One of the issues I have mentioned before is student retention. Student retention in colleges is described as the percentage of students that start as freshman that return for sophomore year. Most of the very competitive colleges have student retention rates of 90% or better and often, greater than 95%. The retention rate is a short hand way to see how satisfied students are with the college they are attending. As such it is a good indicator or whether you might be happy at such a college if you are admitted.
The ACT company has a new report out that discusses retention rates at all US colleges. Overall, only 66% of students that began as freshman returned for their sophomore year in 2007-2008. In other words, one out of every three students transfers or drop outs after their freshman year.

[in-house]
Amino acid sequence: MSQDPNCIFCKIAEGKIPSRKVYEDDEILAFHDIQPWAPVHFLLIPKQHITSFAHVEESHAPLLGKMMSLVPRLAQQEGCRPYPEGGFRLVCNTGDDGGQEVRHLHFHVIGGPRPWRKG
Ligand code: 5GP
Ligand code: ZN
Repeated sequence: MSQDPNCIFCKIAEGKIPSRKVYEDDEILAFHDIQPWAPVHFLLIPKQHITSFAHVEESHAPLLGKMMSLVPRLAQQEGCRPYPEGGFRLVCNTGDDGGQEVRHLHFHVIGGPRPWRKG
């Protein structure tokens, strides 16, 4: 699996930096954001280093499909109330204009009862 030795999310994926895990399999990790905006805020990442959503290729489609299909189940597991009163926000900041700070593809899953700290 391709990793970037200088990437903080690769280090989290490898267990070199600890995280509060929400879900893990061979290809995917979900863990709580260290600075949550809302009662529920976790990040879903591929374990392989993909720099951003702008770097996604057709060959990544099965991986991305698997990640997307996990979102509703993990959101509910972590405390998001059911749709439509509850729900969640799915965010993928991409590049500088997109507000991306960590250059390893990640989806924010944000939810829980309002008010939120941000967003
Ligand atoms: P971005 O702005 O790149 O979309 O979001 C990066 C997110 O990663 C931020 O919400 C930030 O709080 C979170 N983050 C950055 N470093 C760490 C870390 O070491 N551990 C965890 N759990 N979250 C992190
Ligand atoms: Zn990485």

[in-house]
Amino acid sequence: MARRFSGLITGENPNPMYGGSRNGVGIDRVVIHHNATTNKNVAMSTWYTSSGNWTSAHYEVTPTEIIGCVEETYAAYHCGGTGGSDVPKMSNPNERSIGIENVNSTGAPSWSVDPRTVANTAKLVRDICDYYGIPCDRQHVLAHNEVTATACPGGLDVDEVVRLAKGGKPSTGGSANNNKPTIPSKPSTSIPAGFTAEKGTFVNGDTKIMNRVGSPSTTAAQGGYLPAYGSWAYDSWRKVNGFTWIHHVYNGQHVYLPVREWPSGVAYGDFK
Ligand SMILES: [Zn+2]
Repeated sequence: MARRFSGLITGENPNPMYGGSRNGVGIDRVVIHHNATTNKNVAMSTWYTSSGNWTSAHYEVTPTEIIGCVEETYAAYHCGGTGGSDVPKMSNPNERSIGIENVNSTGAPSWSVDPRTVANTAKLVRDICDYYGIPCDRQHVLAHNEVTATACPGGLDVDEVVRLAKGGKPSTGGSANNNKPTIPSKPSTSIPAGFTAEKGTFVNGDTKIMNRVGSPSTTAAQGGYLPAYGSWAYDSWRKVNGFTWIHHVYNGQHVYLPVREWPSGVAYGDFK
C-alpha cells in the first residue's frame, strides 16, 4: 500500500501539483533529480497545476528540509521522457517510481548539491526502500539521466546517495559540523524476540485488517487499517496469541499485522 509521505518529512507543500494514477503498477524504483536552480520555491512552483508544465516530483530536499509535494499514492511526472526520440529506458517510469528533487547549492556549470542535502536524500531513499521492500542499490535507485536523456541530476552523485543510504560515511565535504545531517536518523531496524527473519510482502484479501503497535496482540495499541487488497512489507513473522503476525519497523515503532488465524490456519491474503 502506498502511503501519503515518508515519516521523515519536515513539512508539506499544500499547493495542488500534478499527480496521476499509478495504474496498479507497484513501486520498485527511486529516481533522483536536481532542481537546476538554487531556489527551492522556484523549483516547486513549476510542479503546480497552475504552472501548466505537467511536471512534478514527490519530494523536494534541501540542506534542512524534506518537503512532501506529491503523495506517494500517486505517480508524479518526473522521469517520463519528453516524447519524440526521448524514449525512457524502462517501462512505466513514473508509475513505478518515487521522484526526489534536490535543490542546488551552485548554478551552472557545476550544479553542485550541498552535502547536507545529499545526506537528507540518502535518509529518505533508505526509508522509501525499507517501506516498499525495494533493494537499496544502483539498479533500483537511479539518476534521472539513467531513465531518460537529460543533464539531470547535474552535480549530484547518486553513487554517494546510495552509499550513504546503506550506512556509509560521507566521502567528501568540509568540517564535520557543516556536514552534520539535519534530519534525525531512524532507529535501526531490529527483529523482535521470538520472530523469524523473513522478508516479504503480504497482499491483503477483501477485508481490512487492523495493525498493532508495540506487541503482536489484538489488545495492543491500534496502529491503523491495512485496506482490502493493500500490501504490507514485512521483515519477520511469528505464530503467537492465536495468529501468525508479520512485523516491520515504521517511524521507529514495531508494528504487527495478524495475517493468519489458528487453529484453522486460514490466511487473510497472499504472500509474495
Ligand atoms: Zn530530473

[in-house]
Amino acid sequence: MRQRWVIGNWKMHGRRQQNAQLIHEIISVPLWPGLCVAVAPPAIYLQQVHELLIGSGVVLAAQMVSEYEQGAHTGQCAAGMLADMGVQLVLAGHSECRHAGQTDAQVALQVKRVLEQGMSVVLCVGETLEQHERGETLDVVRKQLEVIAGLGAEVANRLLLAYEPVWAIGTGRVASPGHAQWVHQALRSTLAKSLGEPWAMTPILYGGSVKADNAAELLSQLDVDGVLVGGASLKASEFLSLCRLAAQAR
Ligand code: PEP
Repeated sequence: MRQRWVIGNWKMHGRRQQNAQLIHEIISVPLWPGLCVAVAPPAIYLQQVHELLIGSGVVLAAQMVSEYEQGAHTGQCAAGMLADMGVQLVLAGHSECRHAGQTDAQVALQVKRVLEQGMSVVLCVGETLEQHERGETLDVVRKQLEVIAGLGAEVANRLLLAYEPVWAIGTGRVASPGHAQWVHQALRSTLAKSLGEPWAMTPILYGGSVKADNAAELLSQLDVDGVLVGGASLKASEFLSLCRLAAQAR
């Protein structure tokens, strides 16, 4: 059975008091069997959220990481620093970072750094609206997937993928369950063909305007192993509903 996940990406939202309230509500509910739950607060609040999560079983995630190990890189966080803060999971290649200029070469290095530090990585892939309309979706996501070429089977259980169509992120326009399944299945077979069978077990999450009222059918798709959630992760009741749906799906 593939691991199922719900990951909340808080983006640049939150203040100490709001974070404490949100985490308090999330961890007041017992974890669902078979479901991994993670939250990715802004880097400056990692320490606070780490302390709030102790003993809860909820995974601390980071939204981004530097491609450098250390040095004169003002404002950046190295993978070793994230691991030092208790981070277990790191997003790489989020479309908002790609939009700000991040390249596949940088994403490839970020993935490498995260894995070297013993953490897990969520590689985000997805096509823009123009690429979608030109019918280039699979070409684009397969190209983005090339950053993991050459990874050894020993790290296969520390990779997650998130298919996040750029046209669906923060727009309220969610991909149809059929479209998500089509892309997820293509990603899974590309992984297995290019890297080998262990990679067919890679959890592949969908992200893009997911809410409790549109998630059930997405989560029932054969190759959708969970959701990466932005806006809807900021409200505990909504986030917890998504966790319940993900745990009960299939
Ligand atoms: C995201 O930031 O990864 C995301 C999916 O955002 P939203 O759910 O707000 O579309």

While there are many legitimate reasons to transfer to a new college, there are potential disadvantages of doing so. Moving to a new college may mean that you lose credits that you have already taken. Furthermore, the classes you have taken may not fit into the sequence of courses at your new college so you may need to retake a course. Socially, transfer students often do not integrate into a student population as well as those who experienced freshman year together. Finally, at some colleges, financial aid is better for students starting as freshman than for transfer students.
In looking at which colleges to apply to, and attend, keep the retention rate of each college in the back of your mind. This will not be the only consideration in choosing the best college for your needs, but it can be an imporant one.